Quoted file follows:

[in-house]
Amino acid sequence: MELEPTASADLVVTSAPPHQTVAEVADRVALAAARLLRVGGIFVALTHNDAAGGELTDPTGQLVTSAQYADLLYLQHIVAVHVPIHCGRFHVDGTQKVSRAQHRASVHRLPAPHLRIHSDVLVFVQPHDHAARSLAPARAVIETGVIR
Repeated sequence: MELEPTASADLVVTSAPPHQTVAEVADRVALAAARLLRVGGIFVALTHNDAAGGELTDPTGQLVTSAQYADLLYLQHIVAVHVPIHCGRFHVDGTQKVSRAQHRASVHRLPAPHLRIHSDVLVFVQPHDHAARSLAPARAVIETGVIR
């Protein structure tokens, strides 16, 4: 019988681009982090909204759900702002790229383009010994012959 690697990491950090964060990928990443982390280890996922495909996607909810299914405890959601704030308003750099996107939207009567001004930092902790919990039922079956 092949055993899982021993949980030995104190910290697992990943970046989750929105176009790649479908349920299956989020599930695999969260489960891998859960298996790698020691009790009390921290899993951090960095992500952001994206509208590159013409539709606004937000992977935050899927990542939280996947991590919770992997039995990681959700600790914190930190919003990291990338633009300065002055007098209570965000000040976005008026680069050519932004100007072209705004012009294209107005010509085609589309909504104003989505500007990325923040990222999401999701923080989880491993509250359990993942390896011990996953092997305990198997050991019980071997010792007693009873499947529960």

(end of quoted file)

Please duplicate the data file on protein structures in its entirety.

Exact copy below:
[in-house]
Amino acid sequence: MELEPTASADLVVTSAPPHQTVAEVADRVALAAARLLRVGGIFVALTHNDAAGGELTDPTGQLVTSAQYADLLYLQHIVAVHVPIHCGRFHVDGTQKVSRAQHRASVHRLPAPHLRIHSDVLVFVQPHDHAARSLAPARAVIETGVIR
Repeated sequence: MELEPTASADLVVTSAPPHQTVAEVADRVALAAARLLRVGGIFVALTHNDAAGGELTDPTGQLVTSAQYADLLYLQHIVAVHVPIHCGRFHVDGTQKVSRAQHRASVHRLPAPHLRIHSDVLVFVQPHDHAARSLAPARAVIETGVIR
């Protein structure tokens, strides 16, 4: 019988681009982090909204759900702002790229383009010994012959 690697990491950090964060990928990443982390280890996922495909996607909810299914405890959601704030308003750099996107939207009567001004930092902790919990039922079956 092949055993899982021993949980030995104190910290697992990943970046989750929105176009790649479908349920299956989020599930695999969260489960891998859960298996790698020691009790009390921290899993951090960095992500952001994206509208590159013409539709606004937000992977935050899927990542939280996947991590919770992997039995990681959700600790914190930190919003990291990338633009300065002055007098209570965000000040976005008026680069050519932004100007072209705004012009294209107005010509085609589309909504104003989505500007990325923040990222999401999701923080989880491993509250359990993942390896011990996953092997305990198997050991019980071997010792007693009873499947529960």